Historically, data analysts were very much like prophets within the organization. They could look at all the data an organization had and offer insights to help teams make smart decisions.
The only problem was, the insights weren't exactly timely. In fact, it could take months to analyze data and then put it into a format that was consumable to the average employee.
In today's world, data analysis is a skill set that everyone within the organization needs--to some degree. "The ability to extract value from data by processing it, visualizing it, and communicating it is going to be an essential skill in the next decade," said Hal Varian, chief economist at Google.
A new report by Adobe, CMO.com's parent company, explores the notion of data democratization, or the act of breaking down informational silos within an organization, to allow everyone in the organization to make data-driven decisions related to their jobs.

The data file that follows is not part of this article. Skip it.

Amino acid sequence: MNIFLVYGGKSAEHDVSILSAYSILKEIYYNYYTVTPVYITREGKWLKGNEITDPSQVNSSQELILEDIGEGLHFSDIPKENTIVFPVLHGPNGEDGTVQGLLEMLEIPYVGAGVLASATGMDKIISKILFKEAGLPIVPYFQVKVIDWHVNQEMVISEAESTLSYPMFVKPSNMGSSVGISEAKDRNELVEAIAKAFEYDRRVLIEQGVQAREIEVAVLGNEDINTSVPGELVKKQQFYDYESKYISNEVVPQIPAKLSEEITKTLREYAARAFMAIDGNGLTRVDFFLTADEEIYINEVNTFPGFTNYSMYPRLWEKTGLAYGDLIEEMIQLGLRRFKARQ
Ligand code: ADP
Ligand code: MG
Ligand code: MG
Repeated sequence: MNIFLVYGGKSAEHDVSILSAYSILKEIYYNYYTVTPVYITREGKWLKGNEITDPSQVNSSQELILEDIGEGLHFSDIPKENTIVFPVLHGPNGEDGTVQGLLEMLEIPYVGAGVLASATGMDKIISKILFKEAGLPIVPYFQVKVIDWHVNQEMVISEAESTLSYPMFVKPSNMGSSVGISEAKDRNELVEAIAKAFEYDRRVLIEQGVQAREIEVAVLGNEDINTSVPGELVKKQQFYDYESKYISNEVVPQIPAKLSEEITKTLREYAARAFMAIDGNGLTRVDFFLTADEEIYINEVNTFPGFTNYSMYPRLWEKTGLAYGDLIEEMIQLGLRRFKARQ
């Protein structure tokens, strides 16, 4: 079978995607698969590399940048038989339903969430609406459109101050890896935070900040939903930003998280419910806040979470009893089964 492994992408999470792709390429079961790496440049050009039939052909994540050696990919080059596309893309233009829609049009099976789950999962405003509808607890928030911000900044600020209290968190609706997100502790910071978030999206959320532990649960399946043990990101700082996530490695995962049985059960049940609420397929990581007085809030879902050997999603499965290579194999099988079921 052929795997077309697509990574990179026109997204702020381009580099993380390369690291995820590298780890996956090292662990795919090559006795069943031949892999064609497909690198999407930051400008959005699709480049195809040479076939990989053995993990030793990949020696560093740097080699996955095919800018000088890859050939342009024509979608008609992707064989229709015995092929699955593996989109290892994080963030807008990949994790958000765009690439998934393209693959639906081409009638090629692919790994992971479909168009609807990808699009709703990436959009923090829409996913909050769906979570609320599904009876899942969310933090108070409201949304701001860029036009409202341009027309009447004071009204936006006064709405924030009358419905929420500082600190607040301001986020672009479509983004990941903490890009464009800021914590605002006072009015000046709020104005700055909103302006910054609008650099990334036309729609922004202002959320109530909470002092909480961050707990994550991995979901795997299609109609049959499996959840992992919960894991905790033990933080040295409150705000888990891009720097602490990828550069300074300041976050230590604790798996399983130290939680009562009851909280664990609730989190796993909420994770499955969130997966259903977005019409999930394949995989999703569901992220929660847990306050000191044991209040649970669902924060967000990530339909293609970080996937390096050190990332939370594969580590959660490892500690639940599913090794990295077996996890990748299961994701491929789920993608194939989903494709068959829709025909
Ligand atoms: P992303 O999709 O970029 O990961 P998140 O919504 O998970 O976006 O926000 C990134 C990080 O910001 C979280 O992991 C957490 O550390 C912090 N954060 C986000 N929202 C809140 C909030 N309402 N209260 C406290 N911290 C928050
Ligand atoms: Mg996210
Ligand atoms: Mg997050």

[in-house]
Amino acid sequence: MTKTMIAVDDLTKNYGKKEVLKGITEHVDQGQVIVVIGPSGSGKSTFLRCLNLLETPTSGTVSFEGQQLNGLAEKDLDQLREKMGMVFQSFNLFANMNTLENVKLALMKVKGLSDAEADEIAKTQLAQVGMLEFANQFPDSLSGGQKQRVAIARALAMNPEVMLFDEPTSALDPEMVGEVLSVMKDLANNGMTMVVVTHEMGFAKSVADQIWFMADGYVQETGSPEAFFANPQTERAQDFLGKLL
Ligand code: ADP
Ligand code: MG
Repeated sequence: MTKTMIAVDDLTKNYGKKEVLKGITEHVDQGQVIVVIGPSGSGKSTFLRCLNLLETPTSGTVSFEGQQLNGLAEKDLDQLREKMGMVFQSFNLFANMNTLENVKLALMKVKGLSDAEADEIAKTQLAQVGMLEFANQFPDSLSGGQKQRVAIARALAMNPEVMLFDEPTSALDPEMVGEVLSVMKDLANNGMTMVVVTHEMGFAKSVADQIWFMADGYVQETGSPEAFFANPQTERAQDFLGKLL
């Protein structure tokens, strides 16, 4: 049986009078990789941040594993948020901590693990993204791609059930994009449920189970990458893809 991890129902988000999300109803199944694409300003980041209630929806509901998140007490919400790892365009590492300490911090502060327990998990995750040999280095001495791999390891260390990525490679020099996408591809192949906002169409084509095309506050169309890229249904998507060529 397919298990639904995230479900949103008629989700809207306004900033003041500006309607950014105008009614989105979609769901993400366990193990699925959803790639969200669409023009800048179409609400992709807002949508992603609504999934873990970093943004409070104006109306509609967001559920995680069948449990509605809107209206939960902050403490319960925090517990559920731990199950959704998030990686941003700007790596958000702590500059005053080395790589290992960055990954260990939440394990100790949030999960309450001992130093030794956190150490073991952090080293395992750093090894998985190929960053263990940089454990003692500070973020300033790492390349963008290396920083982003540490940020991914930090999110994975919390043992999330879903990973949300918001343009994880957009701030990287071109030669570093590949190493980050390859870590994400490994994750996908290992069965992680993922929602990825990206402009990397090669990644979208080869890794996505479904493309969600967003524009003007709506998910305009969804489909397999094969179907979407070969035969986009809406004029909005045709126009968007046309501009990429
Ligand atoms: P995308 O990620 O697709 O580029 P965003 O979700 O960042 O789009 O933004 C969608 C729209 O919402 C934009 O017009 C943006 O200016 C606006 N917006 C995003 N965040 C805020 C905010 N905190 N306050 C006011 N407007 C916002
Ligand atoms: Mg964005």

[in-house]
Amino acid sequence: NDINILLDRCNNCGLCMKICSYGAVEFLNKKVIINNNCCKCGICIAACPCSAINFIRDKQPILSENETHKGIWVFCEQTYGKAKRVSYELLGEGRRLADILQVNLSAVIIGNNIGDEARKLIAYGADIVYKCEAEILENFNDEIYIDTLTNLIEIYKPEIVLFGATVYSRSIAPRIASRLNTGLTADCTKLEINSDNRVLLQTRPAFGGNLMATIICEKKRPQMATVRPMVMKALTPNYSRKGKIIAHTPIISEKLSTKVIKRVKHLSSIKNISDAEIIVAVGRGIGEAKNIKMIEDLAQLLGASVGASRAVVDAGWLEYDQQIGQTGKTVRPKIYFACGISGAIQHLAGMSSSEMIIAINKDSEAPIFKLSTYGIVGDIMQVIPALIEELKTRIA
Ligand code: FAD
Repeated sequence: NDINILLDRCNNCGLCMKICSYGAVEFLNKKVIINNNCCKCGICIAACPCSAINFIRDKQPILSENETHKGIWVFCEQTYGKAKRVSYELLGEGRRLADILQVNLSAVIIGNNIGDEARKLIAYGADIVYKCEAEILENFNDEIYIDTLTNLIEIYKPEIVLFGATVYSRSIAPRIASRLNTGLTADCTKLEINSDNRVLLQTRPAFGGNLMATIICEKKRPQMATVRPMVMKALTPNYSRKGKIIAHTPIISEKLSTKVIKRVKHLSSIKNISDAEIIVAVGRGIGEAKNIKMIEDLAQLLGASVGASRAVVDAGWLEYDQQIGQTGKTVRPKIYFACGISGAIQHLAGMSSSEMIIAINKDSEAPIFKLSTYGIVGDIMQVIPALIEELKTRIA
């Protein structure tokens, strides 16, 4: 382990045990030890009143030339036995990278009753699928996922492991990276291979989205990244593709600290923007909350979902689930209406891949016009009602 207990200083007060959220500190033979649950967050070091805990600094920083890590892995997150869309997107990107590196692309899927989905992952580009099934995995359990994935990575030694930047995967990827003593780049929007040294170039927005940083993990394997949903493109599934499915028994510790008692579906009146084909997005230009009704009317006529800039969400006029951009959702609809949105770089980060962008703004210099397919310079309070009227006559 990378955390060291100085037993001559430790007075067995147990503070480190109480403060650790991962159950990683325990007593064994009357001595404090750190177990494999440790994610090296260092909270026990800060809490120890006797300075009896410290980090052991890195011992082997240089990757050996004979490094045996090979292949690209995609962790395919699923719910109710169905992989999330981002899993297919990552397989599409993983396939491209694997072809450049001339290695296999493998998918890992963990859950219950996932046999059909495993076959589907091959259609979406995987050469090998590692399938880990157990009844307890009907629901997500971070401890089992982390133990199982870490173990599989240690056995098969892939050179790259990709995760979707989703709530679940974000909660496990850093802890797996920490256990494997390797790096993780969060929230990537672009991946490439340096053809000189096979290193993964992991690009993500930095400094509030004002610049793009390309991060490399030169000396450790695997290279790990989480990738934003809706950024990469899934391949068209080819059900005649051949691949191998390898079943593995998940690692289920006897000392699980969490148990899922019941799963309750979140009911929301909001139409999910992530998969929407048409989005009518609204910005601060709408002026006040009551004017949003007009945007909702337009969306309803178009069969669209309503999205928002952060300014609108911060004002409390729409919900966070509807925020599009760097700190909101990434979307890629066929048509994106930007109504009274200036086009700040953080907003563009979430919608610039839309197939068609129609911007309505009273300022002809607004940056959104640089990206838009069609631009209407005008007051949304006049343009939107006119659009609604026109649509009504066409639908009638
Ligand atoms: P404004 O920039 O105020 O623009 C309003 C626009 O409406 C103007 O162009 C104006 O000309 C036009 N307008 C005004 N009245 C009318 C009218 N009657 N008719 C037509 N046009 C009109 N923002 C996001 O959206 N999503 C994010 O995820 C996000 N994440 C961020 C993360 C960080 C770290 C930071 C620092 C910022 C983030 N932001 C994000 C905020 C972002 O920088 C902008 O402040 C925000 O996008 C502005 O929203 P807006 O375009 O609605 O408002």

Brands are already getting behind the idea of making everyone within the organization a data-driven storyteller. POPSUGAR, as an example, restructured its marketing organization, bringing analysts and content strategists into one group to help fuel data-driven content strategies.
Royal Bank of Scotland, also featured in the report, has worked hard toward democratizing data within the organization:
The challenge is, there's no one-size-fits-all approach to data democratization; the path will be different for every company. But the need is certainly there. According to the report, two-thirds of respondents (67%) to an Adobe survey reported being highly dependent on analysts to answer even basic questions.
Additionally, only 13% felt empowered to run with the data entirely on their own. Not surprisingly, a lack of training seemed to be an important factor. Seventy-two percent of the high dependency group were offered no analytics training whatsoever, compared with 36% of all respondents.
The report encourages companies to build a foundation for democratizing analytics and outlines a road map on how to figure out what’s right for your organization.